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Foreshadowing in A Tale of Two Cities

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Foreshadowing in A Tale of Two Cities

 

How does diabolically spilt blood and mysterious footsteps become important in a historical fiction novel? What makes these murder-mystery traits relevant? Charles Dickens, author of A Tale of Two Cities, creatively foreshadows future events using suspenseful topics: A forbidden declaration of love, a tragically beautiful sunset streaked with crimson, echoing footsteps of a past that will not be forgotten, and wine stained streets soon to be smeared with blood. The aforementioned events are pulled together in this story of love and sacrifice. Collectively, they are an example of successful use of foreshadowing to create an atmosphere of foreboding and intrigue.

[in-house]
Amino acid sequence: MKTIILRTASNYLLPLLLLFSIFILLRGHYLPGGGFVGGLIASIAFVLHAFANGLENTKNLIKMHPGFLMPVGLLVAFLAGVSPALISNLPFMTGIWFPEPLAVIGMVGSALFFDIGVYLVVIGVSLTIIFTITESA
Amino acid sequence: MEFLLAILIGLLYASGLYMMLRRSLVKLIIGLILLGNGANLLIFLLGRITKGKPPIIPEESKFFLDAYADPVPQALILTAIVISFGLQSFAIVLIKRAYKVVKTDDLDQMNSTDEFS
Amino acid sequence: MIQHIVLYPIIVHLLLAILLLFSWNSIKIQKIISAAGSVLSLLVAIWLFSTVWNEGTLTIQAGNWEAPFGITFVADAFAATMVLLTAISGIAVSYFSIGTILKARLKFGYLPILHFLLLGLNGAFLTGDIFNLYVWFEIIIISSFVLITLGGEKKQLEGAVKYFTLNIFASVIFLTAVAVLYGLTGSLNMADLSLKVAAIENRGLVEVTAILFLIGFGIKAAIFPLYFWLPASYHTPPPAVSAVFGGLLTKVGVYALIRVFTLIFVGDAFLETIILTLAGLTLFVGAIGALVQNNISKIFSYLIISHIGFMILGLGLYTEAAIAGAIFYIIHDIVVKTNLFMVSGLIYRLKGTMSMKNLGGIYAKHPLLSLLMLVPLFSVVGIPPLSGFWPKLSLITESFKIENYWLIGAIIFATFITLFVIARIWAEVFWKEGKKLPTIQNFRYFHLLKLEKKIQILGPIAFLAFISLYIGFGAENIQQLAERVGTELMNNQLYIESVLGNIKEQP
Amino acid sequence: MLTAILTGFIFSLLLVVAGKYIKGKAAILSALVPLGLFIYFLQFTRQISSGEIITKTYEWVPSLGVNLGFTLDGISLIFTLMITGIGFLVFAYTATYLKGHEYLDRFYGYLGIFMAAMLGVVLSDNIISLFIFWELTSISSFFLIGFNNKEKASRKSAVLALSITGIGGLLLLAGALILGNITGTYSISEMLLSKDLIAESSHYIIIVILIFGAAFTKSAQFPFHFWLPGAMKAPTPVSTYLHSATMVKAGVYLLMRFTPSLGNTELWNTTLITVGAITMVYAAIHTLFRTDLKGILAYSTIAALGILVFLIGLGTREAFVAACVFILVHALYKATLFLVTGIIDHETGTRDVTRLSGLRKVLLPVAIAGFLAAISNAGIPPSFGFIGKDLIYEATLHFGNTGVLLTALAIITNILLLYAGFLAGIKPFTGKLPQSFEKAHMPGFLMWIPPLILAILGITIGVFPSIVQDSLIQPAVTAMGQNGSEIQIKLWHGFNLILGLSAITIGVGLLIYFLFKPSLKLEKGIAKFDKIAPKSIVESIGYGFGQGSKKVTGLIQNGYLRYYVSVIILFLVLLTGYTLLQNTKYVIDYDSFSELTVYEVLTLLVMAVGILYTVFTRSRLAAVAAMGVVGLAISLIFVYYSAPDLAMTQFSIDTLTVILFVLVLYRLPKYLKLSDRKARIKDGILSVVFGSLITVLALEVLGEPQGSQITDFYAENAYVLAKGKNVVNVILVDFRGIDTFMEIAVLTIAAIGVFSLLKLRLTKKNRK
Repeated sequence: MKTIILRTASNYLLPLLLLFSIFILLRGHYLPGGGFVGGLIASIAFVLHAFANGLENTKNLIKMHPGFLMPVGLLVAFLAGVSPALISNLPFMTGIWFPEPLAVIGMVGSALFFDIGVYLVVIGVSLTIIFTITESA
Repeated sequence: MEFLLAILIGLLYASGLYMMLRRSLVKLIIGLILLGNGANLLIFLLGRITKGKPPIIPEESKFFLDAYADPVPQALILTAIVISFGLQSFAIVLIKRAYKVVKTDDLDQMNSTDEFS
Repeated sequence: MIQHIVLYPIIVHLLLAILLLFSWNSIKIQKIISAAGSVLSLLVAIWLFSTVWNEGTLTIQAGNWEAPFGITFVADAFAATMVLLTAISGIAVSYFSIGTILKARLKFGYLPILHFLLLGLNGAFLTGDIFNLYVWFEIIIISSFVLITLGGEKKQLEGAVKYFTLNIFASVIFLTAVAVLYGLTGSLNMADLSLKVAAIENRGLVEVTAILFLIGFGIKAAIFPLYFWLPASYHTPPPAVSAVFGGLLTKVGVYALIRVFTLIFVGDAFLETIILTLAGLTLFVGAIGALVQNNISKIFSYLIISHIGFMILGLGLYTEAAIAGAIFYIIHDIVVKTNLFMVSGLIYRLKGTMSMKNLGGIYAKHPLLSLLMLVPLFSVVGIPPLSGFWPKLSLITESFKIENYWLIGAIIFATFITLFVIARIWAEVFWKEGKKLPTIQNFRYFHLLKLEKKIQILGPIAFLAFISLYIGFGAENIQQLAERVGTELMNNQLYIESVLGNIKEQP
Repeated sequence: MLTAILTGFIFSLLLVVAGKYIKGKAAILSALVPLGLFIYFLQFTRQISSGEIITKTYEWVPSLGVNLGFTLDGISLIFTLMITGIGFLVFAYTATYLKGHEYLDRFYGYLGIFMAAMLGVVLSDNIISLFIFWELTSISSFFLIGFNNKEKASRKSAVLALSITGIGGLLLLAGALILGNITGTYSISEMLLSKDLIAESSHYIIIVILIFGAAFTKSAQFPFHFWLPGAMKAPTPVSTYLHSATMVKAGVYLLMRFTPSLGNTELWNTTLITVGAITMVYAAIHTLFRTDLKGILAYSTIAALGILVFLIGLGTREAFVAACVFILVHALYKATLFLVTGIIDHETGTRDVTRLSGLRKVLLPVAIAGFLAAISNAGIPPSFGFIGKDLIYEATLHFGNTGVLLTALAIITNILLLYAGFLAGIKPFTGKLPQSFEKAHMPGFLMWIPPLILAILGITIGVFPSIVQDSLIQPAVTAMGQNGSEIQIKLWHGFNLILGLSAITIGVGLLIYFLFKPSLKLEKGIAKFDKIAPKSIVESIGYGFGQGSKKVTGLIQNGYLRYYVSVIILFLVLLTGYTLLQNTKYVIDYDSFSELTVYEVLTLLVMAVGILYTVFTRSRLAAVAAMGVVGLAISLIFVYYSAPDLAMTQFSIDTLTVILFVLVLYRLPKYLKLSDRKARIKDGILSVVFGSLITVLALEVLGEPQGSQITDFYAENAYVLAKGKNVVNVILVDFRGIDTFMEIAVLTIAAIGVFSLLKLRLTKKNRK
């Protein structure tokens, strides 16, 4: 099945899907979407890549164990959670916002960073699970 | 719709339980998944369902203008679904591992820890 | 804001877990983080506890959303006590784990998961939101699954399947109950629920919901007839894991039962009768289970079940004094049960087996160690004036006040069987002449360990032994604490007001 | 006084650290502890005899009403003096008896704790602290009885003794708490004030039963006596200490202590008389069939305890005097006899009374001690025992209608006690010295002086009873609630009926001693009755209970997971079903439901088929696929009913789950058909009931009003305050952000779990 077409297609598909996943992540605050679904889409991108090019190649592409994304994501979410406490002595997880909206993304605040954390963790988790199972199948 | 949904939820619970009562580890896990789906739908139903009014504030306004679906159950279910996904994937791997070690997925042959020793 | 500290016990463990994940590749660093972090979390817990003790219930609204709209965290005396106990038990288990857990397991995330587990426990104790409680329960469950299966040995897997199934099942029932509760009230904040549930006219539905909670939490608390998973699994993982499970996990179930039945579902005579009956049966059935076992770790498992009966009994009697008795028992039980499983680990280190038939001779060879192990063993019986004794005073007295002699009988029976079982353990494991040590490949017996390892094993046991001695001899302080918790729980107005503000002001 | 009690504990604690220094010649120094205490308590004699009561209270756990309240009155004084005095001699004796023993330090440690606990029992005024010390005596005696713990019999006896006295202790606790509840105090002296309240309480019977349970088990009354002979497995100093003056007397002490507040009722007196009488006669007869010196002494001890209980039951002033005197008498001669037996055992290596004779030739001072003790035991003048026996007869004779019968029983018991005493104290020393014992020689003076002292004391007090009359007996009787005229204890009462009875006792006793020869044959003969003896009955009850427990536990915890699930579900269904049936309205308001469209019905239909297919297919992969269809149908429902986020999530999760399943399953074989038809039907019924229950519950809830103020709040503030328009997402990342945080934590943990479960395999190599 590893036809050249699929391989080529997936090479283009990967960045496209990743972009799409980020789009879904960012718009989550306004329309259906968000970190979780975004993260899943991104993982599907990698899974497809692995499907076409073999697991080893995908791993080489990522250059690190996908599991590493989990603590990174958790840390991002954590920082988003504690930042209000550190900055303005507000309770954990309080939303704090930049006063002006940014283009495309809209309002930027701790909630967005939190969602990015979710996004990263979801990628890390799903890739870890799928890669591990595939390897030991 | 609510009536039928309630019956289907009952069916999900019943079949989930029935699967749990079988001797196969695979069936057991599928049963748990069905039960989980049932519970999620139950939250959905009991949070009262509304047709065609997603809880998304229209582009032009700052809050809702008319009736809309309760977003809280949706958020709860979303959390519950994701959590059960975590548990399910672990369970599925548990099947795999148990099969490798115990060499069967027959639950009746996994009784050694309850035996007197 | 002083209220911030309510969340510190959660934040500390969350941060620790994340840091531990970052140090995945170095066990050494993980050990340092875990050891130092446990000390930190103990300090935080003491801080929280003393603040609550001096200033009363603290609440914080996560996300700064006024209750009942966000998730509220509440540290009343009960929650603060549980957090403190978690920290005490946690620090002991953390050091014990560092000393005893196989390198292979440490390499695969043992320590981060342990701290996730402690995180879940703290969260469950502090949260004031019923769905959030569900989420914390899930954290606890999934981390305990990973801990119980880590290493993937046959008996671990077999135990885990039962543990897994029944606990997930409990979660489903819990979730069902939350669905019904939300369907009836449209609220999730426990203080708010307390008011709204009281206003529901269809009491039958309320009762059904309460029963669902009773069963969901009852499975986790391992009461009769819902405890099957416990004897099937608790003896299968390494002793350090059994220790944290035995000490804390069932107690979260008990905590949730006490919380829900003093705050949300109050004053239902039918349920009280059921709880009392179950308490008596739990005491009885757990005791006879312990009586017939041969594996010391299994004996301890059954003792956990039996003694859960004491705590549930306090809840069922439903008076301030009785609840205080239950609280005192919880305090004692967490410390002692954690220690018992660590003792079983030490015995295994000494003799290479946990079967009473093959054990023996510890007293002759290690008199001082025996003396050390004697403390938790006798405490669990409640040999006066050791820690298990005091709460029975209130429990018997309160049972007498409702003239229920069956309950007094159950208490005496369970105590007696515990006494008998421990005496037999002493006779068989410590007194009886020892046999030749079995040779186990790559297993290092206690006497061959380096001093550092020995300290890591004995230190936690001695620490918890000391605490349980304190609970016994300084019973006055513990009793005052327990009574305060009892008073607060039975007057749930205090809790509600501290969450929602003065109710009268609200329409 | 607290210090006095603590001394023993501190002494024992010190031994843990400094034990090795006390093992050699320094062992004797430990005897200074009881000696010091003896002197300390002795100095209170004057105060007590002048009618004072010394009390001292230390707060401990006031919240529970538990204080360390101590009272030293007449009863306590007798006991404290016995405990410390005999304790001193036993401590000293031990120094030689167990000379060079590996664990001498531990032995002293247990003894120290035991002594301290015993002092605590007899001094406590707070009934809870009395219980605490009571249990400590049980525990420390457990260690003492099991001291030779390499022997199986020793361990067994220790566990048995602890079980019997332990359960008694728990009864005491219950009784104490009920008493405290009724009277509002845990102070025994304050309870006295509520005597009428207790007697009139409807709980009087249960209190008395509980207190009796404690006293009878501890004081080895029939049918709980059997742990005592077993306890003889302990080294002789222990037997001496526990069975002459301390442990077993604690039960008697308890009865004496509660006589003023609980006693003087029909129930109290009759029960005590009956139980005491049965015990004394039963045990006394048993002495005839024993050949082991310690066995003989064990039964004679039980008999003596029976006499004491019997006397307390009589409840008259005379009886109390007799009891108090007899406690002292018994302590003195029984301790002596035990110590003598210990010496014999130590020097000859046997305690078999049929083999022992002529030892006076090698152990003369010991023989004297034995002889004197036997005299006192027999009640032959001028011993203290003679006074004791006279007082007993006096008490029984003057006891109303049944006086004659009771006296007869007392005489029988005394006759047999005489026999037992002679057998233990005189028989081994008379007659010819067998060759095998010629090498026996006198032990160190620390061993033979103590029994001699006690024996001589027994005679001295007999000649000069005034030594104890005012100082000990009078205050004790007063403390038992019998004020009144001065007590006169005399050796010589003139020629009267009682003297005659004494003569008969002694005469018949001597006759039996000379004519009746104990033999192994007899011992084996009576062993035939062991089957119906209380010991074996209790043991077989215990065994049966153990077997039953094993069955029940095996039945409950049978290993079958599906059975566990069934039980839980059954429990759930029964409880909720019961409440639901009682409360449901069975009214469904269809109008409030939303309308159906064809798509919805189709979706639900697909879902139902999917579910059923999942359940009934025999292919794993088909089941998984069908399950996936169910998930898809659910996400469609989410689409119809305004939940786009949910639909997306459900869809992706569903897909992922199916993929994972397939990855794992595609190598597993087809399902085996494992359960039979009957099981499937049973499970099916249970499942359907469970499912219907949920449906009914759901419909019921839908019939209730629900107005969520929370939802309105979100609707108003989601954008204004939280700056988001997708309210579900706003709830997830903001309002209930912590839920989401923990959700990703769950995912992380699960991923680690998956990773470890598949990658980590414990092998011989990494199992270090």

Dickens dedicated many of his long-winded paragraphs to the scene where the Defarge's wine was spilt. He describes in detail how eager and needy the French peasants were... drinking wine from muddy streets, feeding the drink to the youngest and oldest of their ranks. Such a scene may seem unimportant, but, since it was thoroughly described, Dickens m...

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